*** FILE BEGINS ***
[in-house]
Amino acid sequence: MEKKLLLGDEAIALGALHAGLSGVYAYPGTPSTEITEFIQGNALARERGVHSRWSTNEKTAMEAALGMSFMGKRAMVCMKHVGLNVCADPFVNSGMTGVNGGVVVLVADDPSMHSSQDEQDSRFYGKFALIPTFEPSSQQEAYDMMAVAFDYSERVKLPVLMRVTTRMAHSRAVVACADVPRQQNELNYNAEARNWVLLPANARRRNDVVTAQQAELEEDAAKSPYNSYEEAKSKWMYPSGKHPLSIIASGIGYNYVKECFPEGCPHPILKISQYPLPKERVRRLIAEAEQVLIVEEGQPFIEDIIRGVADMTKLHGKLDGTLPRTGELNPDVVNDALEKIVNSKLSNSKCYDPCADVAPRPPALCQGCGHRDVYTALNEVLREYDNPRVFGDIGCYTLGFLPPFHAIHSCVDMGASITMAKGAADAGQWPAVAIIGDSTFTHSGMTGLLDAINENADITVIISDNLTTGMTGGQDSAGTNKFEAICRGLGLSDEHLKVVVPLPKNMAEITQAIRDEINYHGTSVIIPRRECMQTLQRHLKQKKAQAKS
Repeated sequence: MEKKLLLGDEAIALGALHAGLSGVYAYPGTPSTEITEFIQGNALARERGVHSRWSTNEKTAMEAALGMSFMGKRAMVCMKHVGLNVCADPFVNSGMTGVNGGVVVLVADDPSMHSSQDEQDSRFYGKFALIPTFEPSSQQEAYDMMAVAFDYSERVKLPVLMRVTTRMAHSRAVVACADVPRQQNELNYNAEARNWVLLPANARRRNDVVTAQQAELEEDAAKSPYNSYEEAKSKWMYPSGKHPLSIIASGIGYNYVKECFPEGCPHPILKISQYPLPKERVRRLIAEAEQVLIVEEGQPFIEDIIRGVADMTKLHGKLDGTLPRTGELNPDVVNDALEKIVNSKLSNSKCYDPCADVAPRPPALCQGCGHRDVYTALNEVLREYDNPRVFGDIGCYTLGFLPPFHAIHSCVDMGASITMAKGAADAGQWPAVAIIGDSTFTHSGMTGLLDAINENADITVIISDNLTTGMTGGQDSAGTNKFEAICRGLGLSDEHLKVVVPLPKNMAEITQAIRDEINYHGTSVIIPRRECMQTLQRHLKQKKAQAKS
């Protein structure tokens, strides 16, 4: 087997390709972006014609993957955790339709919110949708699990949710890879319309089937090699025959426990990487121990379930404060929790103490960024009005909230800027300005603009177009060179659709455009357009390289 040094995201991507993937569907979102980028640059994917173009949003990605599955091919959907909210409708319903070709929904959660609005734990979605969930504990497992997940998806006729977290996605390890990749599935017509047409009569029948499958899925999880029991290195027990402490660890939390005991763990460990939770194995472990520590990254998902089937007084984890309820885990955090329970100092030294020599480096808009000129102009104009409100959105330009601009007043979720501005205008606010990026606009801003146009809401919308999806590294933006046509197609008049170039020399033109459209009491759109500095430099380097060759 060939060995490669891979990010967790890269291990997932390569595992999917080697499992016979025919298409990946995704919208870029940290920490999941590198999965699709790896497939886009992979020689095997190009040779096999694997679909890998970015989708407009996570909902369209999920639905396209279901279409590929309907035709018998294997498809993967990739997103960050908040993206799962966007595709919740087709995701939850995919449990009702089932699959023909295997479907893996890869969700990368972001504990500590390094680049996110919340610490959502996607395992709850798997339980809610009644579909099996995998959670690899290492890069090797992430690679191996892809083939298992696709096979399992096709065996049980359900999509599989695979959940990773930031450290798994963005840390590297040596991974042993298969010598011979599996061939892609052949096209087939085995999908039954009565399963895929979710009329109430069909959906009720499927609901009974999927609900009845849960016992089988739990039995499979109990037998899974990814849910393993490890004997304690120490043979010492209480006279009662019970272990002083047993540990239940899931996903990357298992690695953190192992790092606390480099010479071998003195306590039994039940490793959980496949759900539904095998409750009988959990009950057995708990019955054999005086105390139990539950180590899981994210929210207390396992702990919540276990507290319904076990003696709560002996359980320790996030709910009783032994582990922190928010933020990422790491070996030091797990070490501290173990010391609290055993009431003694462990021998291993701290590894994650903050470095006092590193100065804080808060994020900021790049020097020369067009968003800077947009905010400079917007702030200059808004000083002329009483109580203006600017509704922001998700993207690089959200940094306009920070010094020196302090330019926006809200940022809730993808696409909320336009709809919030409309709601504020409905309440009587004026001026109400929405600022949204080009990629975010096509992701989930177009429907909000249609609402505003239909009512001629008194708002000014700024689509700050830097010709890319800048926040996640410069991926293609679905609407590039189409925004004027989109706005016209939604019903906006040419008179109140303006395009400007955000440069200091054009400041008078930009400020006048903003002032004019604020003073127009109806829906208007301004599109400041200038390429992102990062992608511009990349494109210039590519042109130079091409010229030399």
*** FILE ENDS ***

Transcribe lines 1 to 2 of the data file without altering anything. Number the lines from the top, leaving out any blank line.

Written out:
[in-house]
Amino acid sequence: MEKKLLLGDEAIALGALHAGLSGVYAYPGTPSTEITEFIQGNALARERGVHSRWSTNEKTAMEAALGMSFMGKRAMVCMKHVGLNVCADPFVNSGMTGVNGGVVVLVADDPSMHSSQDEQDSRFYGKFALIPTFEPSSQQEAYDMMAVAFDYSERVKLPVLMRVTTRMAHSRAVVACADVPRQQNELNYNAEARNWVLLPANARRRNDVVTAQQAELEEDAAKSPYNSYEEAKSKWMYPSGKHPLSIIASGIGYNYVKECFPEGCPHPILKISQYPLPKERVRRLIAEAEQVLIVEEGQPFIEDIIRGVADMTKLHGKLDGTLPRTGELNPDVVNDALEKIVNSKLSNSKCYDPCADVAPRPPALCQGCGHRDVYTALNEVLREYDNPRVFGDIGCYTLGFLPPFHAIHSCVDMGASITMAKGAADAGQWPAVAIIGDSTFTHSGMTGLLDAINENADITVIISDNLTTGMTGGQDSAGTNKFEAICRGLGLSDEHLKVVVPLPKNMAEITQAIRDEINYHGTSVIIPRRECMQTLQRHLKQKKAQAKS